A big problem for electric vehicle owners could soon hurt less, thanks to an announcement from Stellantis, maker of Jeep, Ram and Chrysler, one of Detroit’s Big Three automakers.
This week, the company said it would add the Tesla-designed charging connection system, called the North American Charging Standard, or NACS, to its electric vehicles by 2025.
In most cases, the new connector will complement an older one called the Combined Charging System, or CCS, and an even older one called CHAdeMO. They were designed by a group of professional engineers, but tended to be slower, clumsier, and in many cases more difficult to implement than Tesla’s competitor.
Stellantis was the last domino to fall before the Tesla connector could declare victory in North America. Ford said it would add the newest connector to its electric vehicles in May. Since then, General Motors, Mercedes-Benz, Nissan, Honda, Hyundai Group, Toyota, BMW, Volkswagen and others have followed. In fact, only a handful of new electric companies are still holding out.
The result: by 2025, many more vehicles will be able to use many of the same charging stations.
Surveys suggest that today’s American EV owners, a relatively tolerant group of early adopters, are often frustrated with the public charging experience. Chargers with broken plugs, faulty payment systems and software incompatible with the cars they are trying to charge are common on public roads.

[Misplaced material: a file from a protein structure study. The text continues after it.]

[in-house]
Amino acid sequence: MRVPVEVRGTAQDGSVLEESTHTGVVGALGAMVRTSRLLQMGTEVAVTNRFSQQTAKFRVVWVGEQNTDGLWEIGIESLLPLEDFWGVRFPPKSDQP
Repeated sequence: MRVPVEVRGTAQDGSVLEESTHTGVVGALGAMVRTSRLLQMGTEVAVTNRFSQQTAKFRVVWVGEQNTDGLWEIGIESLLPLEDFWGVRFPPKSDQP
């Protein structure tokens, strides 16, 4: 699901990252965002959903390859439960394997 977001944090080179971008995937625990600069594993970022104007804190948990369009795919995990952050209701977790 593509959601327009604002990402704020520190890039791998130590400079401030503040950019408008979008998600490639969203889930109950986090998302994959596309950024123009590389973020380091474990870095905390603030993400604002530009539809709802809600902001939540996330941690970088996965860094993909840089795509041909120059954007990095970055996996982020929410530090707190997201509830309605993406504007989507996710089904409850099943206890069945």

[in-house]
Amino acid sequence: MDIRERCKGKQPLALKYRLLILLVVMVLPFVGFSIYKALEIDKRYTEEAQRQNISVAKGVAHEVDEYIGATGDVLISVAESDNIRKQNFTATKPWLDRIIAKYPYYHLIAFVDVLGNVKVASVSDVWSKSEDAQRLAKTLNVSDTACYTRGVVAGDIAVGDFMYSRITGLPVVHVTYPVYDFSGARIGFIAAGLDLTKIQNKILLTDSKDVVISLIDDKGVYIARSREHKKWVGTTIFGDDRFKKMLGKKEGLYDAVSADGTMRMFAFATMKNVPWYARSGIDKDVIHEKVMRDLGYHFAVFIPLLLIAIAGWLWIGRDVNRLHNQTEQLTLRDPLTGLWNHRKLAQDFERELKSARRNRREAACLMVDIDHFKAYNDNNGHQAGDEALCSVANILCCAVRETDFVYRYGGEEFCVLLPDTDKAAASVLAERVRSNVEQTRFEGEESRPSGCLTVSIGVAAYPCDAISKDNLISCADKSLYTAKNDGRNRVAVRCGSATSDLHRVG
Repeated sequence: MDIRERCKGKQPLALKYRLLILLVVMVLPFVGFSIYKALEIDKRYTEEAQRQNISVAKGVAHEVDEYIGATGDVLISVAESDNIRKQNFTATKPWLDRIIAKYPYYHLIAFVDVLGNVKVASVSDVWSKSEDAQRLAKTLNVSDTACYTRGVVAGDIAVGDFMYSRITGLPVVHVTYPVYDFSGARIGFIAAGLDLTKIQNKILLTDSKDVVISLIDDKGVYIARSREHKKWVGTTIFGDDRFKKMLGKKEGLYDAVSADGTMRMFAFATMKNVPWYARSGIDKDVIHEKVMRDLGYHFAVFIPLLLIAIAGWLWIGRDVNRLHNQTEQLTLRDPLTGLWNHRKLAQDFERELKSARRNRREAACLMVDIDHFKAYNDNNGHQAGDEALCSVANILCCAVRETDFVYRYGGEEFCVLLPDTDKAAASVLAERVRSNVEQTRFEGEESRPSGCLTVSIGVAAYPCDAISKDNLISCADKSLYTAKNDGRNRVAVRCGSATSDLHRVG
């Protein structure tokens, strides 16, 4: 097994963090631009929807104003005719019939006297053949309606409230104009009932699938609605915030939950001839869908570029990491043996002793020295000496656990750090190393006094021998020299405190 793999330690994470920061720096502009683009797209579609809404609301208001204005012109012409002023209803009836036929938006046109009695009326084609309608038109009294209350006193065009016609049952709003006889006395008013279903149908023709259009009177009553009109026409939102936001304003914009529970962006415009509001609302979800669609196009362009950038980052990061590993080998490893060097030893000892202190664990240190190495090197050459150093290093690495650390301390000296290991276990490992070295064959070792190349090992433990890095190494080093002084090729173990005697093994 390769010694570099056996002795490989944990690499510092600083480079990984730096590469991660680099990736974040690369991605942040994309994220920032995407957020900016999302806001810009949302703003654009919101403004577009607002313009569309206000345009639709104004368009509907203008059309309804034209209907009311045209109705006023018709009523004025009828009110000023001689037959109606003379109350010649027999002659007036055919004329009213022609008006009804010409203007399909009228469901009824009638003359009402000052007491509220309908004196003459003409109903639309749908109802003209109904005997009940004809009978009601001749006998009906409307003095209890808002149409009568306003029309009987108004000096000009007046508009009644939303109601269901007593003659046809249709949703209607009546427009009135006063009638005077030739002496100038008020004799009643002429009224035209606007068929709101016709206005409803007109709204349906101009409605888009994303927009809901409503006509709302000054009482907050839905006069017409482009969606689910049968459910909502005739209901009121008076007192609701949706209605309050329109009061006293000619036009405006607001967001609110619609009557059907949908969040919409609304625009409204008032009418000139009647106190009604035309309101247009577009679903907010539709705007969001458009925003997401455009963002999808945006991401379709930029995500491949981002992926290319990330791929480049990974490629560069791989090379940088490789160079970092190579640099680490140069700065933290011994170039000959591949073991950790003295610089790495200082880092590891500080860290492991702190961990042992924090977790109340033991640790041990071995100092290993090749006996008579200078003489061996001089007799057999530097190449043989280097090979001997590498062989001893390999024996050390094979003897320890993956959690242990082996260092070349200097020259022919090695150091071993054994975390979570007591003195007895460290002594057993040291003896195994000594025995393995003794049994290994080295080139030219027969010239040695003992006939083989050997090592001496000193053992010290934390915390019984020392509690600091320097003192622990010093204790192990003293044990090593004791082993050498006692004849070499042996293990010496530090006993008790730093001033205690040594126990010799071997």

Locating the right public charging station is “a strange mental hurdle for people,” says Joseph Yoon, a consumer insights analyst at automotive research firm Edmunds. “Did you have to Google where the nearest gas station was?”
For those reasons, the mess of acronyms and standards seems esoteric about electric vehicles, but it could be a decisive factor in the electric transition. Now, finally, the United States has achieved some standardization of charges, in the same way that Europe and China have done. (Not surprisingly, those places are further along in EV adoption.) The change could help convince more potential EV drivers that electric is better and not that different from what they’re used to in a gasoline car.
For Tesla, the dominance of its charging standard (which it smartly renamed in 2022) is a big win. It is, symbolically, a recognition by other automakers that their Supercharger network is the most extensive and reliable in the U.S. It is also a tacit recognition that the NACS’s more compact design is superior.